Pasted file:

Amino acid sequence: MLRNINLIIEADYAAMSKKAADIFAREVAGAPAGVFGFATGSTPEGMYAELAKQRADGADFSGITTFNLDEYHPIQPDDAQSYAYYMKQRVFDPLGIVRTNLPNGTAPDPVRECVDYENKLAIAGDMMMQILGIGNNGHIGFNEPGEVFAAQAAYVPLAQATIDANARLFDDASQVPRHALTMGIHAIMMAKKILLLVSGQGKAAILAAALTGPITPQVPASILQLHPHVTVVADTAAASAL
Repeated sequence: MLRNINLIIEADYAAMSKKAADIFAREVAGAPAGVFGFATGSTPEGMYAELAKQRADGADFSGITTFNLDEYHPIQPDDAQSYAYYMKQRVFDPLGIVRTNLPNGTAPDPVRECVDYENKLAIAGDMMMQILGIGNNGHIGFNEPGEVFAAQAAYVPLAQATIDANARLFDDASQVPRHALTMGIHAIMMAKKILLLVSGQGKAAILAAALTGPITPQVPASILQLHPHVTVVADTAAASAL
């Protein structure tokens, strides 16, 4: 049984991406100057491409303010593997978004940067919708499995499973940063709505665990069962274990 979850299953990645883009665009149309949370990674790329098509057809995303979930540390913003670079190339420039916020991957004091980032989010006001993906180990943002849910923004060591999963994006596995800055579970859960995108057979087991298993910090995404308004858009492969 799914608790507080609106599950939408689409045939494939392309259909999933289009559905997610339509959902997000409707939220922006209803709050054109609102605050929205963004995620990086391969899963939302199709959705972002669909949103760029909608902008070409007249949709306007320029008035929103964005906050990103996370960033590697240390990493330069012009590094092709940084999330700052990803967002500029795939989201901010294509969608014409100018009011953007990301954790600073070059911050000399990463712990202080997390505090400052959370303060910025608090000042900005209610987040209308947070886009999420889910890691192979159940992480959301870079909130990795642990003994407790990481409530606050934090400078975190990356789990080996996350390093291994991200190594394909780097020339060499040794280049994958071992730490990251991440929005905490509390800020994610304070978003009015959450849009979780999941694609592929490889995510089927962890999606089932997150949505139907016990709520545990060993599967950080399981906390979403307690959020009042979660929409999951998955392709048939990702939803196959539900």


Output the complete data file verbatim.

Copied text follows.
Amino acid sequence: MLRNINLIIEADYAAMSKKAADIFAREVAGAPAGVFGFATGSTPEGMYAELAKQRADGADFSGITTFNLDEYHPIQPDDAQSYAYYMKQRVFDPLGIVRTNLPNGTAPDPVRECVDYENKLAIAGDMMMQILGIGNNGHIGFNEPGEVFAAQAAYVPLAQATIDANARLFDDASQVPRHALTMGIHAIMMAKKILLLVSGQGKAAILAAALTGPITPQVPASILQLHPHVTVVADTAAASAL
Repeated sequence: MLRNINLIIEADYAAMSKKAADIFAREVAGAPAGVFGFATGSTPEGMYAELAKQRADGADFSGITTFNLDEYHPIQPDDAQSYAYYMKQRVFDPLGIVRTNLPNGTAPDPVRECVDYENKLAIAGDMMMQILGIGNNGHIGFNEPGEVFAAQAAYVPLAQATIDANARLFDDASQVPRHALTMGIHAIMMAKKILLLVSGQGKAAILAAALTGPITPQVPASILQLHPHVTVVADTAAASAL
């Protein structure tokens, strides 16, 4: 049984991406100057491409303010593997978004940067919708499995499973940063709505665990069962274990 979850299953990645883009665009149309949370990674790329098509057809995303979930540390913003670079190339420039916020991957004091980032989010006001993906180990943002849910923004060591999963994006596995800055579970859960995108057979087991298993910090995404308004858009492969 799914608790507080609106599950939408689409045939494939392309259909999933289009559905997610339509959902997000409707939220922006209803709050054109609102605050929205963004995620990086391969899963939302199709959705972002669909949103760029909608902008070409007249949709306007320029008035929103964005906050990103996370960033590697240390990493330069012009590094092709940084999330700052990803967002500029795939989201901010294509969608014409100018009011953007990301954790600073070059911050000399990463712990202080997390505090400052959370303060910025608090000042900005209610987040209308947070886009999420889910890691192979159940992480959301870079909130990795642990003994407790990481409530606050934090400078975190990356789990080996996350390093291994991200190594394909780097020339060499040794280049994958071992730490990251991440929005905490509390800020994610304070978003009015959450849009979780999941694609592929490889995510089927962890999606089932997150949505139907016990709520545990060993599967950080399981906390979403307690959020009042979660929409999951998955392709048939990702939803196959539900």